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    As I paddle out into the morning fog of Pruth Bay, I can’t imagine a better way to commute to work. Alongside me are my two research assistants, Julia and Owen, with big smiles on their faces. On days like this, work and fun are interchangeable, and we’re thankful for the one-hour kayak before a sweaty, bug-suited bushwhack up the side of a mountain to get to our office: The Bog.

    The three of us are working in the Hakai Luxvbalis Conservancy, located on Calvert Island in the heart of British Columbia’s Great Bear Rainforest. (You may have seen the Great Bear in Groundswell – it’s one of the areas threatened by the Enbridge Northern Gateway pipeline project.) Established as a reserve almost twenty years ago, the Great Bear is home to wolves, grizzly and spirit bears, an amazing array of marine life and one of the largest remaining tracts of temperate rainforest in the world. The reserve extends from the northern tip of Vancouver Island to the Alaska Panhandle, and we’re right in the center of it.

    [Above: There's real beauty to be found in the bog. Sphagnum rubellum and Sphagnum papillosum. All photos courtesy of Kira Hoffman]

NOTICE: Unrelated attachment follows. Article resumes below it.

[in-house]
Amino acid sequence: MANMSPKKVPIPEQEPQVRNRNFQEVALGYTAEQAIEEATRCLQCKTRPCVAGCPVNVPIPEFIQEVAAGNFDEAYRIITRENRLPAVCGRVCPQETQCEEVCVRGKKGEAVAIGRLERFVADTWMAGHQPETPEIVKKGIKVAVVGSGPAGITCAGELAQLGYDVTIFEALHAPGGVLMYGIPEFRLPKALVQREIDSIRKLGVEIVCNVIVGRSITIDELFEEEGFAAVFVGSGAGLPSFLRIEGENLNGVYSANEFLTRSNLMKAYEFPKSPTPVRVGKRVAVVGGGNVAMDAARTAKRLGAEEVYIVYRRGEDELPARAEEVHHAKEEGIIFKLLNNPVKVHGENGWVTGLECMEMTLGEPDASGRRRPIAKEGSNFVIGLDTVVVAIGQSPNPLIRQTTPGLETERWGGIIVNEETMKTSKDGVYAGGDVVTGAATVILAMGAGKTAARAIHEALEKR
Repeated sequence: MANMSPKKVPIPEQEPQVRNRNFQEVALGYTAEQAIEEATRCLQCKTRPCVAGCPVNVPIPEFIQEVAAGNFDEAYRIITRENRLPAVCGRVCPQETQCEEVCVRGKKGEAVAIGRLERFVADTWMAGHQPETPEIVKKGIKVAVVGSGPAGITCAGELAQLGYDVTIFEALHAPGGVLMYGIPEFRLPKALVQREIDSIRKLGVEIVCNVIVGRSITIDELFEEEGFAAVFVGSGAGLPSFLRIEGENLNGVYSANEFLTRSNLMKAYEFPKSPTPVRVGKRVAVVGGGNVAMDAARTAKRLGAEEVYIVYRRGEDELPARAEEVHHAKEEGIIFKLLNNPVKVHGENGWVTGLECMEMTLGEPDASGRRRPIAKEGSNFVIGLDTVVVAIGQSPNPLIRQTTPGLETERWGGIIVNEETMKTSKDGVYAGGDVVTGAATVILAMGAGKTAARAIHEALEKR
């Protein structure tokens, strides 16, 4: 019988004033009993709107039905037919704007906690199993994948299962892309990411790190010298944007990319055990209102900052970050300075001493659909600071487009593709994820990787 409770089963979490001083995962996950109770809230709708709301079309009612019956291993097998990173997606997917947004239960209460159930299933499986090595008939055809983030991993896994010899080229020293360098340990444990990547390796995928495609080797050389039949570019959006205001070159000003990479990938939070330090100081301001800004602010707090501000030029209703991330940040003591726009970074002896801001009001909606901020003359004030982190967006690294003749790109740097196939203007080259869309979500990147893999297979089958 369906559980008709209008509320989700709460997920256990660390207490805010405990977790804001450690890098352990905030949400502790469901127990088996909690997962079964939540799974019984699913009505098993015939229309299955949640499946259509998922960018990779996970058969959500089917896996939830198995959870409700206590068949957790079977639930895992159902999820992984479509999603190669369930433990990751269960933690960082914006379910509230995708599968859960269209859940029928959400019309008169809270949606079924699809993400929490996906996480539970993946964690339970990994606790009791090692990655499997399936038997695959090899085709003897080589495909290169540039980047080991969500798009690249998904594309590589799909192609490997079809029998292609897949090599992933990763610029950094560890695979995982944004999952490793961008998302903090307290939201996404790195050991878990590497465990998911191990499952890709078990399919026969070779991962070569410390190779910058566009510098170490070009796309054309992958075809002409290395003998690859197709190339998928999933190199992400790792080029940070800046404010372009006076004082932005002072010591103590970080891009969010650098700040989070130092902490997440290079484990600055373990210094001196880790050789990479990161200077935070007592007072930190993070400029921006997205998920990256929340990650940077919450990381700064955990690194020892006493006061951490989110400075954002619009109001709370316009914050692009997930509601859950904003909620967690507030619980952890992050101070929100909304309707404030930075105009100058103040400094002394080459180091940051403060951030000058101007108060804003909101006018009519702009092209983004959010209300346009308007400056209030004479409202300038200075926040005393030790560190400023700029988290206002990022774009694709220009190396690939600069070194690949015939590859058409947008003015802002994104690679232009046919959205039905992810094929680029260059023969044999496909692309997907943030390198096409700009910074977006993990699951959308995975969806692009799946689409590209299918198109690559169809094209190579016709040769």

Continue reading "The Bog" »

    Dirtbag Diaries: The Remotest

    By Fitz & Becca Cahall

    We all know the feeling of remoteness. The stillness. The perspective. It's part of what keeps drawing us outside. But what does it feel like to be standing, literally, in the most remote place in a state? In the country? And what might those places reveal about the fate of our country's wild lands? In 2010, Ryan and Rebecca Means embarked upon Project Remote to find out.

    Listen to "The Remotist" by The Dirtbag Diaries on Soundcloud.

    Visit dirtbagdiaries.com for links to past episodes, featured music and to pledge your support. You can subscribe to the podcast via iTunesRSSSoundCloud and Stitcheror connect with the Dirtbag Diaries community on Facebook and TwitterThe Dirtbag Diaries is a Duct Tape Then Beer production. 

    [Graphic by Walker Cahall]

    Tying the Room Together - 2014 American Alpine Club Annual Benefit, featuring Yvon Chouinard

    By Kelly Cordes

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    “Holy guacamole,” I mumbled to myself. “There are a lot of ties in this room.” Lots of exquisite dresses, too.

    I was at the recent American Alpine Club Annual Benefit Dinner, which begs the question of place: What was my broke ass doing in a VIP seat, wearing a borrowed bow tie, at a fancy fundraiser?

    It just so happens that I know people who know people who know people. Well, OK, the secret to my magic trick: Patagonia was the title sponsor, Yvon Chouinard the keynote speaker, and the dinner was in Denver – an hour and a half from my cabin in Estes Park.

    I agonized over wardrobe. As a person, I’d planned on jeans and a T-shirt. After all, it shouldn’t matter how you look on the outside. Then again, we have cultural norms, and I didn’t want to disrespect anyone, no matter how silly the norm. Ahhh, the issues that burn.